As Scotland sees an increase in ‘staycation’ holidays throughout the summer months, SFRS is urging holiday letting businesses and duty holders to ensure that premises being used as rental accommodation meet the appropriate level of fire safety provisions.
Scotland’s national fire service is urging business owners and duty holders to consider the following steps:
- Carry out a fire risk assessment for your premises or a review of your existing fire safety risk assessment as soon as possible to determine if any further actions are required
- Ensure that you have provided the required level of automatic fire detection to safeguard sleeping occupants
- Ensure you have provided the required level of firefighting equipment
- Ensure that occupants know what to do in the event of an emergency
- Check that all means of escape routes are adequately protected to allow a safe evacuation
Alasdair Perry, SFRS Deputy Assistant Chief Officer for Prevention and Protection, said: “We appreciate that businesses and dutyholders who run holiday rentals will be excited to re-open and welcome people back to their facilities in the coming weeks and months.
“As demand for accommodation will undoubtedly increase, we are acutely aware that this could place pressure on business owners – however safety from fire must remain high on their priorities.
“We are therefore asking anyone who rents out a property as a holiday let to ensure that a thorough fire safety assessment has been carried out to determine if any action is required, before welcoming any guests to your facility.
“It is also important that those visiting are kept safe and aware of what fire safety measures are in place, and they know what to do should a fire occur during their stay.
“It goes without saying that these recent months have been trying times for Scotland as a whole, but we cannot become complacent and must continue to work together to drive down the risk of fire across the country."
Recently, SFRS has also highlighted safety and awareness guidance to ensure that social distancing and protection measures within businesses do not impact on overall fire safety; and warned against the risk posed by excess stock and packaging.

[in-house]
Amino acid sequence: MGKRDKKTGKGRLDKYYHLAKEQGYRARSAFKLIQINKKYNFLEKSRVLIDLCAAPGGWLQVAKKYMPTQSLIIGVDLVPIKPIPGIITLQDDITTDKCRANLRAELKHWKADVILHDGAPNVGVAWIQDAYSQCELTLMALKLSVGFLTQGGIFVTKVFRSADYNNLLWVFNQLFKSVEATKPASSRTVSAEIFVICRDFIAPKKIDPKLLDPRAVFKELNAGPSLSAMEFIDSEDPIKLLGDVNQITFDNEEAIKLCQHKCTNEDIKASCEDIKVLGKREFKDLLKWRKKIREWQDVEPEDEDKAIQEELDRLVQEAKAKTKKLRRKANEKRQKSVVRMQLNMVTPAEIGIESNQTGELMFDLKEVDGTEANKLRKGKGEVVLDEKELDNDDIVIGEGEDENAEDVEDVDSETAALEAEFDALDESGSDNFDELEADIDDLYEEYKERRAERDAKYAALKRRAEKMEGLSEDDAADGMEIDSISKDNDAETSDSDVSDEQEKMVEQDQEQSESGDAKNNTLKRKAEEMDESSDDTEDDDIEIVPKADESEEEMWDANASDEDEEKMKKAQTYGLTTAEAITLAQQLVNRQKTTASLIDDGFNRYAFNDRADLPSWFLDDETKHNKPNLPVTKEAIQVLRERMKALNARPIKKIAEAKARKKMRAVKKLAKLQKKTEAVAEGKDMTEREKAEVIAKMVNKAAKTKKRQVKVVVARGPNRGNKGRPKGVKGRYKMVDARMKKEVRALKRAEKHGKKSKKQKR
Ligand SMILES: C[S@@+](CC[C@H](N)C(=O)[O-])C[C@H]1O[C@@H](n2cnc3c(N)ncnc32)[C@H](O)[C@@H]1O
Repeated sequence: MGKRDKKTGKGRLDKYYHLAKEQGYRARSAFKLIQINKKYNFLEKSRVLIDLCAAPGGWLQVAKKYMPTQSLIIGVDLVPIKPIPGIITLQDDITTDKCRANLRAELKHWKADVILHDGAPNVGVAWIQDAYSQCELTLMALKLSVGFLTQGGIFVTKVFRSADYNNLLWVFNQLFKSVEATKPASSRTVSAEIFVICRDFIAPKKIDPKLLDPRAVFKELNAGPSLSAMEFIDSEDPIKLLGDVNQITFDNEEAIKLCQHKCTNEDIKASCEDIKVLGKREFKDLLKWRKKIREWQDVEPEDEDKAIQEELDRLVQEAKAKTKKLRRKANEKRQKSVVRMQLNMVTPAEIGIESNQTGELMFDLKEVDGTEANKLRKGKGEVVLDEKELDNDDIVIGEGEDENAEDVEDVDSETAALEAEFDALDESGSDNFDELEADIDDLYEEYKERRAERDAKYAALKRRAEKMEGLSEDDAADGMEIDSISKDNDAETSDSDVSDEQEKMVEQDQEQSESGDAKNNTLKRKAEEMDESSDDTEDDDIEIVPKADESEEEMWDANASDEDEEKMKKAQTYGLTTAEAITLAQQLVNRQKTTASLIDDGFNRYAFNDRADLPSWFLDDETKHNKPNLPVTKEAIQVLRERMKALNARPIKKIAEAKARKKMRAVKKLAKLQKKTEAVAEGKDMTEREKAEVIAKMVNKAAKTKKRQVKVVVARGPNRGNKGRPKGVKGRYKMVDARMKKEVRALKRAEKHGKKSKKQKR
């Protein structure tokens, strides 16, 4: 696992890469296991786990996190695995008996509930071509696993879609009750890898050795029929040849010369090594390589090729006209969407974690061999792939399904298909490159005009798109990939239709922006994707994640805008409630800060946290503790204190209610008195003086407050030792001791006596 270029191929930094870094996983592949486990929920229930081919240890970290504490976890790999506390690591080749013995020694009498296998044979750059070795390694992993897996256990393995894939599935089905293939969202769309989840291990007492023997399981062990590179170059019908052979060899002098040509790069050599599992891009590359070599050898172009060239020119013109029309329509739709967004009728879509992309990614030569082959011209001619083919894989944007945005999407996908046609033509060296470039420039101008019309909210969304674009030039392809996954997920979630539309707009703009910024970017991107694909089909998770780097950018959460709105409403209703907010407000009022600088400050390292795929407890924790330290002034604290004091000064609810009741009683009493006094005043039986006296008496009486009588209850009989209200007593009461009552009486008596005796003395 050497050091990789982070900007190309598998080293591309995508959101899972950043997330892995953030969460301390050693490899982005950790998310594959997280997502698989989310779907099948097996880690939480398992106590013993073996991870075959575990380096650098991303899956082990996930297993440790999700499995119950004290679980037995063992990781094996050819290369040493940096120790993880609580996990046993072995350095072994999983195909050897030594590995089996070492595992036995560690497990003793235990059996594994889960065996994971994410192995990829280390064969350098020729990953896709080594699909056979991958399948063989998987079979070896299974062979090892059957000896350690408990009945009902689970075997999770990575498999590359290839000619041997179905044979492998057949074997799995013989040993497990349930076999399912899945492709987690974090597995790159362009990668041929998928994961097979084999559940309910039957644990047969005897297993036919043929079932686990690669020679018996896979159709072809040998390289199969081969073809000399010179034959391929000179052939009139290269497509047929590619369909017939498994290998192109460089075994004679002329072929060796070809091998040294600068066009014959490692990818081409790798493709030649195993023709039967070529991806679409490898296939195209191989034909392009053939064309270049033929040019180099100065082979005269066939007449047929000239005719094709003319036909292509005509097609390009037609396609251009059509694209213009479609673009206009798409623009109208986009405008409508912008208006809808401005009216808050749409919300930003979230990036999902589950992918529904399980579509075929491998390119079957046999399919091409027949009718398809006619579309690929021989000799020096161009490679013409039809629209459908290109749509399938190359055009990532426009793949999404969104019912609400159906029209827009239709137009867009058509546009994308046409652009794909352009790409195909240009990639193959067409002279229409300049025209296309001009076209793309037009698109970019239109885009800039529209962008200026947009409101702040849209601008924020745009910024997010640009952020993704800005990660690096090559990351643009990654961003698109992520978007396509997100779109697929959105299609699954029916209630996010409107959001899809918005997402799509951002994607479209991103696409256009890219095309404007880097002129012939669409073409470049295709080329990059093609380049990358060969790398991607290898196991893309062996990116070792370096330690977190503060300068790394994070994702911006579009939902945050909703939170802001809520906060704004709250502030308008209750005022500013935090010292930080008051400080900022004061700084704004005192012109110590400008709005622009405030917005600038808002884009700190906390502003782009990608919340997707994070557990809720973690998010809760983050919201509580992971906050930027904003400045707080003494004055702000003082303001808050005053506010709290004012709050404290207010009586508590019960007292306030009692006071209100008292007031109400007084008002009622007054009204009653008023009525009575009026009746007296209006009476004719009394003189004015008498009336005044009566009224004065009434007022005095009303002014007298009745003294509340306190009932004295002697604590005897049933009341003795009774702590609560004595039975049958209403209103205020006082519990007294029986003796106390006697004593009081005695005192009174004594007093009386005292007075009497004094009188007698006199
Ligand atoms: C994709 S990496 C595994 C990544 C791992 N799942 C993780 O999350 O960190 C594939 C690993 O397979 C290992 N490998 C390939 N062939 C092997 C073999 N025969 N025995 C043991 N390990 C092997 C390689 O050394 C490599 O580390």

As more and more retail outlets, public areas and workplaces continue to re-open, businesses and duty-holders are advised to ensure stock rooms and fire exits do not become blocked by surplus materials to allow for safe and easy passage in the event of an emergency or fire drill.
Premises owners and operators are also asked to look at the possibility of increasing waste collections to avoid overspill, and to ensure goods are stored safely and appropriately.
DACO Perry added: “We've already seen some businesses and buildings reopen, but we understand for many this will be the first time they will have opened their doors for quite some time.
“We appreciate that many workplaces will have taken robust measures to protect staff and members of the public through means such as the installation of plastic screening.
“However, we would also ask that businesses consider what impact any changes or installations could have on fire detection or fire safety measures.
“For example, it is possible that screening installation, along with any increased loading or materials in the premises, may obstruct automatic fire detection apparatus such as smoke alarms.
“We would also remind people to manage their premises for excess stock and waste and to consider if this would increase the risk of a fire, or hamper fire safety measures and escape plans.
“We would also remind both staff and members of the public that one-way systems in place, installed to manage social distancing, need not be followed in the event of any emergency. If fire occurs, occupants of buildings should continue to leave by the nearest exit or emergency route as quickly as possible.”
For more advice on fire risk assessments or to speak with an officer, you can find contact details for your local SFRS fire safety enforcement office here.
Notes to editor:
The Scottish Government has produced guidance to assist dutyholders to comply with fire safety legislation.
Read more: Covid-19 advice for businesses